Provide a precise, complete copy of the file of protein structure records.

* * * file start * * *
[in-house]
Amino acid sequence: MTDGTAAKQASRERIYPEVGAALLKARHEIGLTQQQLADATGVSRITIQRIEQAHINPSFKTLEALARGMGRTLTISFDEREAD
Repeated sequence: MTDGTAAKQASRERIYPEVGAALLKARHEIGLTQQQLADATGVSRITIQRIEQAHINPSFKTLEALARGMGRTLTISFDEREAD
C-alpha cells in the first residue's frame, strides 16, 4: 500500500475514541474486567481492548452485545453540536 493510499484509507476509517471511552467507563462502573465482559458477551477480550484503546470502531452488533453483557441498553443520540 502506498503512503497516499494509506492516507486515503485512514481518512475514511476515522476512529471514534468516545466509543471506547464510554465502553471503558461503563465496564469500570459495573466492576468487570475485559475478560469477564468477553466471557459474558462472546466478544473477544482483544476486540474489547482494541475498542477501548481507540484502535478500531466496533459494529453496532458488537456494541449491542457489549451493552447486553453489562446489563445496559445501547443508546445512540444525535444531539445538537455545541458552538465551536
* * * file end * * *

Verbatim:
[in-house]
Amino acid sequence: MTDGTAAKQASRERIYPEVGAALLKARHEIGLTQQQLADATGVSRITIQRIEQAHINPSFKTLEALARGMGRTLTISFDEREAD
Repeated sequence: MTDGTAAKQASRERIYPEVGAALLKARHEIGLTQQQLADATGVSRITIQRIEQAHINPSFKTLEALARGMGRTLTISFDEREAD
C-alpha cells in the first residue's frame, strides 16, 4: 500500500475514541474486567481492548452485545453540536 493510499484509507476509517471511552467507563462502573465482559458477551477480550484503546470502531452488533453483557441498553443520540 502506498503512503497516499494509506492516507486515503485512514481518512475514511476515522476512529471514534468516545466509543471506547464510554465502553471503558461503563465496564469500570459495573466492576468487570475485559475478560469477564468477553466471557459474558462472546466478544473477544482483544476486540474489547482494541475498542477501548481507540484502535478500531466496533459494529453496532458488537456494541449491542457489549451493552447486553453489562446489563445496559445501547443508546445512540444525535444531539445538537455545541458552538465551536